DLC Vision: Future Scenarios

"2021: A Depository Odyssey"

Dream up the future. What does government information look like?

Is HAL in charge of your depository library? Why, why not? Are you Dave, out in the cold? What does your service look like? Your collections? What do you do in a typical day?

For the final session of the Spring 2006 meeting of the Depository Library Council in Seattle we’d like to hear from you. What’s your “future scenario” for the Federal Depository Library Program, for government information?

Some elements to include:

  • collections - physical and electronic
  • services
  • collaboration
  • relationship with federal government - governance
  • structure of "system" (FDLP)
  • metadata - cataloging - invisible (virtual) finding aids - whatever you want to call it

Any others you can think of, or want to include.
Duncan Aldrich and Bill Sudduth have dreamed up their versions of the FDLP in 2015 or 2021. Does it look like your vision?

Please email your Future Scenarios to bselby@virginia.edu.
You can also read and comment on any Future Scenarios that have been posted.

We'll collect the future scenario's posted and discuss them at the final session of DLC, Wednesday, 10:30am, in Seattle.

So, take charge, BE HAL! Let us know what you'd like the future to be. Let us know what you think the future will be.

Monday, March 06, 2006

2021: A Depository Odyssey (Lori Smith, Southeastern Louisiana University)

In 2021 the U.S. Information Dissemination and Preservation Agency (IDPA), formed in 2010 by combining GPO and NARA, provides full-text online access to every federal publication ever issued in any format from the founding of the country to the present. This database of public documents is called "Franklin." A separate database of all currently classified documents is also maintained by IDPA. Access to it is restricted according to the security clearance of the user. Users with appropriate clearances can access the classified information produced by all branches and agencies of the government. This classified database is called "George." After the legislatively established period of time has elapsed, materials automatically migrate from George into Franklin.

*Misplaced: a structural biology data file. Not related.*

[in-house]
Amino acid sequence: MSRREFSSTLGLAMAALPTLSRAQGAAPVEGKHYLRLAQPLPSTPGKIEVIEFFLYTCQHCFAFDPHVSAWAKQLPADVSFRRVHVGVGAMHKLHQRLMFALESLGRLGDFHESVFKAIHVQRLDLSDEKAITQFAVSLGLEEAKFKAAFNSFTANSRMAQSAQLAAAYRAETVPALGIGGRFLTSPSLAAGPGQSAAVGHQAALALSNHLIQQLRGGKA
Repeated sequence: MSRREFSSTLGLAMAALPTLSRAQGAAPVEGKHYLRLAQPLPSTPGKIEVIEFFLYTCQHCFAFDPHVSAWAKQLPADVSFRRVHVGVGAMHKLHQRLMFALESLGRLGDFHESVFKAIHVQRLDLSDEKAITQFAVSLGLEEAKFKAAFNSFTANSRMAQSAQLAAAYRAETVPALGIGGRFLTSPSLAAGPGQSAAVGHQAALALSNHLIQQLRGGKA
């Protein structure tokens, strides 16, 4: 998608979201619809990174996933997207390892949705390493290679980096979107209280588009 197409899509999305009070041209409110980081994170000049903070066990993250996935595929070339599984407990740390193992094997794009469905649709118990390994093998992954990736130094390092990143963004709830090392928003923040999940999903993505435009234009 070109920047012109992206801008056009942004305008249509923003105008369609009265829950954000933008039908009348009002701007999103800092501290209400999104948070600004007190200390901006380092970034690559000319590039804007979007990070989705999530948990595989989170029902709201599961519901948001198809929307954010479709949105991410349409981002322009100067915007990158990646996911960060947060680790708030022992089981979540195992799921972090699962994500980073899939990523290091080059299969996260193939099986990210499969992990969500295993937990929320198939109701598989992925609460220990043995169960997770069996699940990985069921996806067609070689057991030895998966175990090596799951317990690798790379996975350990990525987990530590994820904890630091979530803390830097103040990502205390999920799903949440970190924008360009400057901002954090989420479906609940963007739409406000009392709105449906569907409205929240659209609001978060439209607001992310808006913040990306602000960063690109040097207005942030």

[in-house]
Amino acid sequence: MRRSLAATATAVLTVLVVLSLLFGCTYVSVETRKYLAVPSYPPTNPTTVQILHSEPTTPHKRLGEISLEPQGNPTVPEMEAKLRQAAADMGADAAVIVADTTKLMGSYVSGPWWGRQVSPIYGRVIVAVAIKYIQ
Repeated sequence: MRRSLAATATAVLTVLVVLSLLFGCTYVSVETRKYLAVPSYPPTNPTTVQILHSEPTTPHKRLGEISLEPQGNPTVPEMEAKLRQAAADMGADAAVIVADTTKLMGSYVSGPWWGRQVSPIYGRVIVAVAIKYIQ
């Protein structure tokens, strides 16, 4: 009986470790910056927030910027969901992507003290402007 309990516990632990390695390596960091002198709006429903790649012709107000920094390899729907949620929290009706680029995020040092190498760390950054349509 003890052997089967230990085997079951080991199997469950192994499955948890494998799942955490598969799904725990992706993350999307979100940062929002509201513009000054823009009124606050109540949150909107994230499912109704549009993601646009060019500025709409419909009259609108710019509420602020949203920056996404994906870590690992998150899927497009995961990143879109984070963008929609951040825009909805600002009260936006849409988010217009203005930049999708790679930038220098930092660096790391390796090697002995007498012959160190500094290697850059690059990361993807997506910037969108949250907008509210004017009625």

A bibliographic record has been created for each publication that includes a link to the copy available on the agency web site and/or to the archived copy maintained by the IDPA. For manuscript materials, text versions have also been archived. The publications can be located and accessed by searching just the bibliographic records, or for those with more time and/or more complicated research needs, the full text of the publications can be searched.

Print copies of each publication are maintained in a public access archive in Washington, DC, and in a dark archive outside the DC area.

To encourage public access to information beyond Washington, the Information Dissemination and Preservation Network (IDPN) has been established. In a partnership between the federal government and each state government, one IDPN Partner Library has been designated in each state to serve as a mirror site for Franklin. Contents of the database are saved on the state sites twice each day. If a member of the public tries to access a document in Franklin while the database is down, the link is automatically redirected to the nearest state mirror site.

Geographically distributed throughout each state are a number of Federal Information Assistance Centers (FIACs) that are IDPN Associates. Members of the public who need assistance in finding federal information are referred to FIACs. These centers, which are most often located inside libraries, provide free access to Franklin and other online resources. Many FIACs also maintain collections of print and electronic materials relevant to local needs. In addition to assisting walk-in patrons, FIACs answer questions via phone, e-mail, online chat, etc. The centers also offer patrons the opportunity to download a free copy of any document to their own portable information devices.

The IDPA and the IDPN Partner Libraries take an active role in training the professionals who staff the FIACs. A number of methods are used to ensure that they are up-to-date on the latest information technology, changes in federal information policy, and the availability of new information resources. Those who are willing to complete a formal course of training have the option of becoming Certified Federal Information Specialists. The IDPA also uses several methods to obtain input from the IDPN Partners and the FIAC staff members on a number of policy and usability issues.

The IDPN is similar in many ways to the former FDLP, but those who remember the former program agree that the IDPN has developed into a much more effective partnership.

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